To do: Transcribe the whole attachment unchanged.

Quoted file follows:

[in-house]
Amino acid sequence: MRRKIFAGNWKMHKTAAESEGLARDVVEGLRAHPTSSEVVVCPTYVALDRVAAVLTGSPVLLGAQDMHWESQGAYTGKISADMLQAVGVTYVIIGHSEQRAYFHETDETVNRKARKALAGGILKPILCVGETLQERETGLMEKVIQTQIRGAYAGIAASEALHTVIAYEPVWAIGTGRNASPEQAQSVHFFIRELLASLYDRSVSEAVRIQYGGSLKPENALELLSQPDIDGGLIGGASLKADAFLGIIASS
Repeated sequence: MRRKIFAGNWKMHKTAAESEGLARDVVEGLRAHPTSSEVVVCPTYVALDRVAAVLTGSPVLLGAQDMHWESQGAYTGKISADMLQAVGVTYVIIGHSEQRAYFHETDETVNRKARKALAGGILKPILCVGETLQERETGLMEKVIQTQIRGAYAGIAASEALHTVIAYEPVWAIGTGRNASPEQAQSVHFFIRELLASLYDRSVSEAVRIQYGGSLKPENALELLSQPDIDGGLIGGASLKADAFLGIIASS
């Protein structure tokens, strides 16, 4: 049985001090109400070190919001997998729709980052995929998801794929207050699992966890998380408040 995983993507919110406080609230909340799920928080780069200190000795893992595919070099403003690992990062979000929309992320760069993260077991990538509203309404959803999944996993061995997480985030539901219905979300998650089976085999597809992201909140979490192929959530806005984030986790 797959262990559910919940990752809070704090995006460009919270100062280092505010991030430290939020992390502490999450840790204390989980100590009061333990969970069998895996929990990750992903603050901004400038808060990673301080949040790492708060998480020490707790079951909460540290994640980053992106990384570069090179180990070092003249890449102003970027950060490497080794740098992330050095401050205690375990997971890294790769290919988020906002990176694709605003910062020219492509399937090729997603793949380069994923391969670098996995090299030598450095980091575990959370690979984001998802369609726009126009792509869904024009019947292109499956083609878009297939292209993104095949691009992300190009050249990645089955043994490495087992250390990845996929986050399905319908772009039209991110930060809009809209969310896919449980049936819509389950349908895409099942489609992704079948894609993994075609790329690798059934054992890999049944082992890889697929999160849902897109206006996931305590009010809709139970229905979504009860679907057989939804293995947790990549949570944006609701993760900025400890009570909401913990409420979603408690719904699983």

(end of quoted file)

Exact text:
[in-house]
Amino acid sequence: MRRKIFAGNWKMHKTAAESEGLARDVVEGLRAHPTSSEVVVCPTYVALDRVAAVLTGSPVLLGAQDMHWESQGAYTGKISADMLQAVGVTYVIIGHSEQRAYFHETDETVNRKARKALAGGILKPILCVGETLQERETGLMEKVIQTQIRGAYAGIAASEALHTVIAYEPVWAIGTGRNASPEQAQSVHFFIRELLASLYDRSVSEAVRIQYGGSLKPENALELLSQPDIDGGLIGGASLKADAFLGIIASS
Repeated sequence: MRRKIFAGNWKMHKTAAESEGLARDVVEGLRAHPTSSEVVVCPTYVALDRVAAVLTGSPVLLGAQDMHWESQGAYTGKISADMLQAVGVTYVIIGHSEQRAYFHETDETVNRKARKALAGGILKPILCVGETLQERETGLMEKVIQTQIRGAYAGIAASEALHTVIAYEPVWAIGTGRNASPEQAQSVHFFIRELLASLYDRSVSEAVRIQYGGSLKPENALELLSQPDIDGGLIGGASLKADAFLGIIASS
């Protein structure tokens, strides 16, 4: 049985001090109400070190919001997998729709980052995929998801794929207050699992966890998380408040 995983993507919110406080609230909340799920928080780069200190000795893992595919070099403003690992990062979000929309992320760069993260077991990538509203309404959803999944996993061995997480985030539901219905979300998650089976085999597809992201909140979490192929959530806005984030986790 797959262990559910919940990752809070704090995006460009919270100062280092505010991030430290939020992390502490999450840790204390989980100590009061333990969970069998895996929990990750992903603050901004400038808060990673301080949040790492708060998480020490707790079951909460540290994640980053992106990384570069090179180990070092003249890449102003970027950060490497080794740098992330050095401050205690375990997971890294790769290919988020906002990176694709605003910062020219492509399937090729997603793949380069994923391969670098996995090299030598450095980091575990959370690979984001998802369609726009126009792509869904024009019947292109499956083609878009297939292209993104095949691009992300190009050249990645089955043994490495087992250390990845996929986050399905319908772009039209991110930060809009809209969310896919449980049936819509389950349908895409099942489609992704079948894609993994075609790329690798059934054992890999049944082992890889697929999160849902897109206006996931305590009010809709139970229905979504009860679907057989939804293995947790990549949570944006609701993760900025400890009570909401913990409420979603408690719904699983």